I’m in love with a married man (NSFW)

The boys over at the Corner have made themselves nice, dimmed the lights, gotten out the lotion and the scented candle, and have settled in for a quiet night giving Vice-President Paul Ryan the tongue bath of his life.

Jeffrey H. Anderson:

To be sure, each of Romney’s finalists or near-finalists has merit. But Ryan would benefit Romney’s candidacy in unique ways. Here are just a few:

* Picking Ryan would excite and unite the party.
* By putting Ryan on the ticket, Romney would add the party’s single best spokesman on three huge issues: Obamacare, the budget, and the debt. Imagine Ryan debating Joe Biden — or Hillary Clinton.
* By adding such a heavyweight to the ticket, Romney would convey to the electorate how high the stakes are in this historic election.
* The pick would also show strength. By making it, Romney would (rightly) indicate that he’s not afraid of being overshadowed by anyone.

The 23-year age difference between Romney and Ryan makes them seem more like natural complements than like rivals, and by all accounts the chemistry between them is excellent. Moreover, younger voters are increasingly disillusioned with Obama, and putting the 42-year-old Ryan on the ticket would encourage many of them to give Romney a second look.

Because the only thing that would excite the young peoples more than one smug lying merchant wanker with helmet hair is two of the fuckers sitting there, looking like an outtake from the Chuckles and Bozo Variety Hour.*

For Romney’s purposes, Ryan’s home state is perhaps even more strategic than Portman’s. Polls bob up and down, but in the end, Ohio leans Republican, and Romney should be able to win it, whereas Wisconsin is on Obama’s side of the ledger and, aside perhaps from Nevada, is the most vulnerable of the Democratic-leaning states. It’s quite plausible that Ryan could make the difference in Wisconsin — and hence in the election. If Romney wins Wisconsin, then Obama would almost certainly have to win Florida or Ohio or else sweep Virginia and Colorado.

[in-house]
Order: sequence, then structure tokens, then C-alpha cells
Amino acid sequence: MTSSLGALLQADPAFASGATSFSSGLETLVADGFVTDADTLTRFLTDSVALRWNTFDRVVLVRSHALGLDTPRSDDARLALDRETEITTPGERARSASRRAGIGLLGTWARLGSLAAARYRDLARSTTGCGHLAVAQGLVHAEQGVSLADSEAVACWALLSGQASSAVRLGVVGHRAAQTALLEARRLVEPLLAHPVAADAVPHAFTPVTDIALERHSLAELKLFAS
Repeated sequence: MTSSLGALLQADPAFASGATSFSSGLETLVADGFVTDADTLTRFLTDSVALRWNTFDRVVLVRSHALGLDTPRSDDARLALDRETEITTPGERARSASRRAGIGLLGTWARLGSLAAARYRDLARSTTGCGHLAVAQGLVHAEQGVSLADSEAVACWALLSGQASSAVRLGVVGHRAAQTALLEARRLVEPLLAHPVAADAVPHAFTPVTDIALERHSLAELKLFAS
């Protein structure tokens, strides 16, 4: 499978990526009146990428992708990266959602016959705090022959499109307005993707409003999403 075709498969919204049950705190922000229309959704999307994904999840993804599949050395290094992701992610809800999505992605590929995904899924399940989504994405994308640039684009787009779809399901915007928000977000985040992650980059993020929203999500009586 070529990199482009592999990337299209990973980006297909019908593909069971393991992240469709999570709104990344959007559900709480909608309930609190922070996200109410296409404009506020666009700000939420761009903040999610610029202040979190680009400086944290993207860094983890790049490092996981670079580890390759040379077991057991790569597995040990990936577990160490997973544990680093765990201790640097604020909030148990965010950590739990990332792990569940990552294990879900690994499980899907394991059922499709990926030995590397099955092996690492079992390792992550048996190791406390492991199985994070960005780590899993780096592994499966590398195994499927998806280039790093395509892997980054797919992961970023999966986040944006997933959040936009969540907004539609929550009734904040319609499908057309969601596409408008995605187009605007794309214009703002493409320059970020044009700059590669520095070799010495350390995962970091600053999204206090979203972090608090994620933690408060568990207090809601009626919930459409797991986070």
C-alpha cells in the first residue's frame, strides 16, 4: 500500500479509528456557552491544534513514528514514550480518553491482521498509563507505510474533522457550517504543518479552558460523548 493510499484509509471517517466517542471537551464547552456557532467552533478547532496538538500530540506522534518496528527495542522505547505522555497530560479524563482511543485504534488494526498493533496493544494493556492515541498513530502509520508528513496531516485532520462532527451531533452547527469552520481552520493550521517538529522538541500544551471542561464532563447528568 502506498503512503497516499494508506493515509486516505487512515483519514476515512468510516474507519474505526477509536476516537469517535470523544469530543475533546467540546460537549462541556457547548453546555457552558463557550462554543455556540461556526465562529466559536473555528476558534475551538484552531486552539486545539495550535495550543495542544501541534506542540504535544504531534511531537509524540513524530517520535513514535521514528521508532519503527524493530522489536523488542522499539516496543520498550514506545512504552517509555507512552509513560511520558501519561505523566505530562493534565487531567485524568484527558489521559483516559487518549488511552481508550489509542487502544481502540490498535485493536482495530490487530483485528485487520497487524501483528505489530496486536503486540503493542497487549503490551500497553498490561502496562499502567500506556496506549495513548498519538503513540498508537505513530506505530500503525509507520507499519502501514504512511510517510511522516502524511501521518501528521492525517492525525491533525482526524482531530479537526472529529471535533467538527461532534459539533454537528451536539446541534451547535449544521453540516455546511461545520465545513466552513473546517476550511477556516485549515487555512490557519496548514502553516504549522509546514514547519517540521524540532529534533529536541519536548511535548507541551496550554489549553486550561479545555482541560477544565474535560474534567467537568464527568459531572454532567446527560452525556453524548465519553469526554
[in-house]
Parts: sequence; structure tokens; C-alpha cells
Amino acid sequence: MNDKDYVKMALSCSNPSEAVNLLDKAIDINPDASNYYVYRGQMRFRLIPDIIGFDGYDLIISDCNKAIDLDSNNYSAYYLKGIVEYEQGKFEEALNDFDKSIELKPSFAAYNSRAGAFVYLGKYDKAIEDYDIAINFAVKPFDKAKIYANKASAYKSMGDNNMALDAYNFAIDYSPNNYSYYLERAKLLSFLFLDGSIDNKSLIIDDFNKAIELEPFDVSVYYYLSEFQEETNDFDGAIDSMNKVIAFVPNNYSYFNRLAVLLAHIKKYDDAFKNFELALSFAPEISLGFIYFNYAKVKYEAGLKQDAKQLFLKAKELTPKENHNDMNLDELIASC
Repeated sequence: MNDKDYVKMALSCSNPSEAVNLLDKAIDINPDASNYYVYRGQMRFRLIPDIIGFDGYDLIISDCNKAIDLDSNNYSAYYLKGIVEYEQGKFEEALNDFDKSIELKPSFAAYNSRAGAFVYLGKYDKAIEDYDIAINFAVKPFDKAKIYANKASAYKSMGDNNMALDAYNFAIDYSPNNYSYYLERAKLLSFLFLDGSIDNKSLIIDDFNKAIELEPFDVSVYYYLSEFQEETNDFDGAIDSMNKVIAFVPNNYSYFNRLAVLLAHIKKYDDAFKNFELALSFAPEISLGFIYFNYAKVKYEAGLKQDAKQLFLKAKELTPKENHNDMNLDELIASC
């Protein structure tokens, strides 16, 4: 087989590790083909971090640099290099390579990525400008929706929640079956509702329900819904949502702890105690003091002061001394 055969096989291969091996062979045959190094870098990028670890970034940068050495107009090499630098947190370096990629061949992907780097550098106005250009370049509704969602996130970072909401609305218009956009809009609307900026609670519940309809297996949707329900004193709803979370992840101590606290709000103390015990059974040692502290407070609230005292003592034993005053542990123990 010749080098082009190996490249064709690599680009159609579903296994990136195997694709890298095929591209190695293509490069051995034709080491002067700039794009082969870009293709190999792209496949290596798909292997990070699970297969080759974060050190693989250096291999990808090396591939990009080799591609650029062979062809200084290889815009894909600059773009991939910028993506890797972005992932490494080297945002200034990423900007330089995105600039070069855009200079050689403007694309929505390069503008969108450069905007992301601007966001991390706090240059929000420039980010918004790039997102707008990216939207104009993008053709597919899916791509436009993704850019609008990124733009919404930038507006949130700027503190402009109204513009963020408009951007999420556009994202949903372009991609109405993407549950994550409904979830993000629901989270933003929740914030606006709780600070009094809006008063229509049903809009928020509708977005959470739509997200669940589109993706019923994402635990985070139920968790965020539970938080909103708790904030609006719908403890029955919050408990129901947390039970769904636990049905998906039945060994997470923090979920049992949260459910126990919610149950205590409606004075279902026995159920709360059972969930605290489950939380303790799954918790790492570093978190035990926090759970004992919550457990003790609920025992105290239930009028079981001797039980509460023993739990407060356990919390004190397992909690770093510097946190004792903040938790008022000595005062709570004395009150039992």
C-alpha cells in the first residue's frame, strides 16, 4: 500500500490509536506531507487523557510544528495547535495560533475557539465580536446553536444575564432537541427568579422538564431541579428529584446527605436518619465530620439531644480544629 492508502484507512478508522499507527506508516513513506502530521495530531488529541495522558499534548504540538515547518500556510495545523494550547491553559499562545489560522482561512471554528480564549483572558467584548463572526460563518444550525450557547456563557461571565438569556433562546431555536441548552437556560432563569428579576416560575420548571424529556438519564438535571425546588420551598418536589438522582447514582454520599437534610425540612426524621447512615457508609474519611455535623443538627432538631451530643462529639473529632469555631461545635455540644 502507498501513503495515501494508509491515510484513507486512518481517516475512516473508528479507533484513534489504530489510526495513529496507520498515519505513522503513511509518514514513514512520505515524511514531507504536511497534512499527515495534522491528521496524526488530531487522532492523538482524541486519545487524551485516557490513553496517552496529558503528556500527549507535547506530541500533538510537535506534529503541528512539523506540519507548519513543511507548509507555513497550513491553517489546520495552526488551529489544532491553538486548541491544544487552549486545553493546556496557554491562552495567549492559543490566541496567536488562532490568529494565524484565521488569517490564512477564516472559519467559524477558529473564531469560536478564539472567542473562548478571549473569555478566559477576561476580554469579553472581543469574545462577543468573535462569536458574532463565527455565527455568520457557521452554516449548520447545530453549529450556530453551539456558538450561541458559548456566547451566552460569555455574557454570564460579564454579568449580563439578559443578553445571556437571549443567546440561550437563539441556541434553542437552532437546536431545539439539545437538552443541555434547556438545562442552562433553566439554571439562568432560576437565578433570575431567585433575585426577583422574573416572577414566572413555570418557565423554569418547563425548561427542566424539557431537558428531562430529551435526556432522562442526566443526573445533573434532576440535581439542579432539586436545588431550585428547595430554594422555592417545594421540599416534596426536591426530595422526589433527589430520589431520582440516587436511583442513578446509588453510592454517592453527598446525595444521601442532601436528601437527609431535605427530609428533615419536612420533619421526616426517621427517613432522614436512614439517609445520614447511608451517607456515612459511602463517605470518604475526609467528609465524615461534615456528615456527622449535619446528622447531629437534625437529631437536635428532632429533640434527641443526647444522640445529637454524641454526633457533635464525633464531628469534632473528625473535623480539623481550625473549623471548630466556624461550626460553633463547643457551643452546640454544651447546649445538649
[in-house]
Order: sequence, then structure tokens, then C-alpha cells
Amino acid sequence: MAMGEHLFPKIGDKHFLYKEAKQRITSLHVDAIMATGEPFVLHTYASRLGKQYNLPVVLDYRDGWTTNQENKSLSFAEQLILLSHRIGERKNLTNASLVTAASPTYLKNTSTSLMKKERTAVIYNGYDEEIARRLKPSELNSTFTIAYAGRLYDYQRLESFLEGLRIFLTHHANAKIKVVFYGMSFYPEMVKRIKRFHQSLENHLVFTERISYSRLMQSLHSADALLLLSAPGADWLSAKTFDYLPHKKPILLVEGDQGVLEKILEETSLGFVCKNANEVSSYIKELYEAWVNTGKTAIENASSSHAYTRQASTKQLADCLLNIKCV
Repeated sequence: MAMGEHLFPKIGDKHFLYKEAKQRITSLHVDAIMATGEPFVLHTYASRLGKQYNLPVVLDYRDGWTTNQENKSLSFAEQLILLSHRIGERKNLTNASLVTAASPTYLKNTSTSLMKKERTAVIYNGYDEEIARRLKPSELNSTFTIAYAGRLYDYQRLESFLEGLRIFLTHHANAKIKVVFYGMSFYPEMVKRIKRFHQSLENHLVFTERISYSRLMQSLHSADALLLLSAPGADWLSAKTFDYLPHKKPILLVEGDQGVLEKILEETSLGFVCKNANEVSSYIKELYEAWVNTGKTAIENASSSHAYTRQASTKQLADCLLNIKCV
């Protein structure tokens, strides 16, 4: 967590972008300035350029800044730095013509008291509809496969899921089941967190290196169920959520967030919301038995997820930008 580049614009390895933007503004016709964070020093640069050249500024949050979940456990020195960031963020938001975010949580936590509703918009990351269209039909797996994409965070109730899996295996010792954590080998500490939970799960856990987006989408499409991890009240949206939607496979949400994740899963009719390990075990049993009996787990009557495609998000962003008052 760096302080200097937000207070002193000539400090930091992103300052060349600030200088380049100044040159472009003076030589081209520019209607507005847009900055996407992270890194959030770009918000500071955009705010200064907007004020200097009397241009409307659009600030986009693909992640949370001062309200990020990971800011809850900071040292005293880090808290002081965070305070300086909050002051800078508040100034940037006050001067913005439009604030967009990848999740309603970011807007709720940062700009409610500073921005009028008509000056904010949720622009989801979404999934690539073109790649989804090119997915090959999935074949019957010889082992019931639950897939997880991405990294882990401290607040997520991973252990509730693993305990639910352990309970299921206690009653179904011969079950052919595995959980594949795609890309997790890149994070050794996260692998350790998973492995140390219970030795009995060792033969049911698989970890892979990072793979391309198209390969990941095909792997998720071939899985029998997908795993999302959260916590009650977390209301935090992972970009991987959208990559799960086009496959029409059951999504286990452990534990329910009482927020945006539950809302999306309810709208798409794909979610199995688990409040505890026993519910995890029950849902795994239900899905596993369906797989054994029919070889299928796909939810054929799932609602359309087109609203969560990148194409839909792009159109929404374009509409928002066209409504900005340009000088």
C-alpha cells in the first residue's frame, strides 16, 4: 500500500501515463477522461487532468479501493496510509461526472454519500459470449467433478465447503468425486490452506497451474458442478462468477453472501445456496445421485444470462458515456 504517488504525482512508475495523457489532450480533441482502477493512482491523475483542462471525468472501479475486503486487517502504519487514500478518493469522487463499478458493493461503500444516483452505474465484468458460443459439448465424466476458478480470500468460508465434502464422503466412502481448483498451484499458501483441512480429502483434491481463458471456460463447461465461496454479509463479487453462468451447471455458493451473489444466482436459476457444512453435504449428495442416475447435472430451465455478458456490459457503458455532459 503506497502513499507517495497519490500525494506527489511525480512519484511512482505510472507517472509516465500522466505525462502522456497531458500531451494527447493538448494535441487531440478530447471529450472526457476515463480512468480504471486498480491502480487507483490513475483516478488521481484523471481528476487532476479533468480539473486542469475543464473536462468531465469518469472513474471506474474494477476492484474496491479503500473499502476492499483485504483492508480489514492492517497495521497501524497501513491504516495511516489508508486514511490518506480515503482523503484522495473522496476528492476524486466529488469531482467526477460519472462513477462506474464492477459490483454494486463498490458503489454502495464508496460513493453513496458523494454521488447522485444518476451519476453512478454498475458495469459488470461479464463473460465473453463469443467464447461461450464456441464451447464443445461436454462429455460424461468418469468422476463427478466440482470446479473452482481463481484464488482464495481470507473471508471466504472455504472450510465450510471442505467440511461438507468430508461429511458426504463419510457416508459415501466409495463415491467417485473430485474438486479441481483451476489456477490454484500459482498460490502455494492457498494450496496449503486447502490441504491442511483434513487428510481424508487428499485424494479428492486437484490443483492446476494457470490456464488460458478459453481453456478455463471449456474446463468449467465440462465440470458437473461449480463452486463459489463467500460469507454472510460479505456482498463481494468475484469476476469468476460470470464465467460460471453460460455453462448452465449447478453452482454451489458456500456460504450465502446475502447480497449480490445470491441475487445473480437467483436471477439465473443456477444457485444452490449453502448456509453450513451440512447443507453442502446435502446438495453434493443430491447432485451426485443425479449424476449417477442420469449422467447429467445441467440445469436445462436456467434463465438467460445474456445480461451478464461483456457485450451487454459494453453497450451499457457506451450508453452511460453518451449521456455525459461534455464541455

Frankly, we all know it’s bullshit to think that (barring the Mittpocalypse) Romney could win a state in which EBR** shows Obama consistently outpolling him by 6 to 8%, but those are the sort of things you say when you’re trying to get a Congressman onto the couch and out of his pants.

Later in his post, Jeffrey H. Anderson quotes Paul A. Rahe (a sour-faced, pinched old thing who thinks that the Catholic church lost its moral authority when bishops, priests and nuns didn’t scream bloody murder and declare war in 1973 to overturn Roe v Wade). Paul A. may be a good Christian, but he has a serious hard on for the hunky Congressman from America’s Dairyland.

I could reel off the names of various Congressmen – stretching from Carl Albert to Nancy Pelosi – who have played a prominent role in my lifetime. None of them could be called a statesman. They were competent, clever partisan politicians. Ryan is something different. He has attained a stature that no Congressman in my lifetime has achieved. When I cast my mind back in the past in search of comparable figures, I can come up with only two – James Madison in the First Federal Congress, and Henry Clay, when he was Speaker of the House. There were no doubt others, but the list is not long, and I doubt whether there would be anyone on it who served in the last hundred years.

That, ladies and gentlemen, is exemplary tonguework. If you are ever going to get in there and give a politician a damn good arse licking, then this should be your template.

Not examplary, but still giving it a gold old go at getting into all the crevices and ticking the outside just like he likes it, is Michael Walsh, who is clearly stuck in the middle of a little sticky pond of man-crush.

Re: Jeffrey Anderson’s piece on the home page, I second the motion. I had a chance to see Ryan in person at a recent event and came away even more impressed with him than I had been, and that is saying a lot. He’s taller than you think he’s going to be (which is a good thing in a candidate), and even more quick-witted and, yes, funny. Compared to the colorless police-lineup guys whose names are being mentioned (Portman, Pawlenty), Ryan stands out.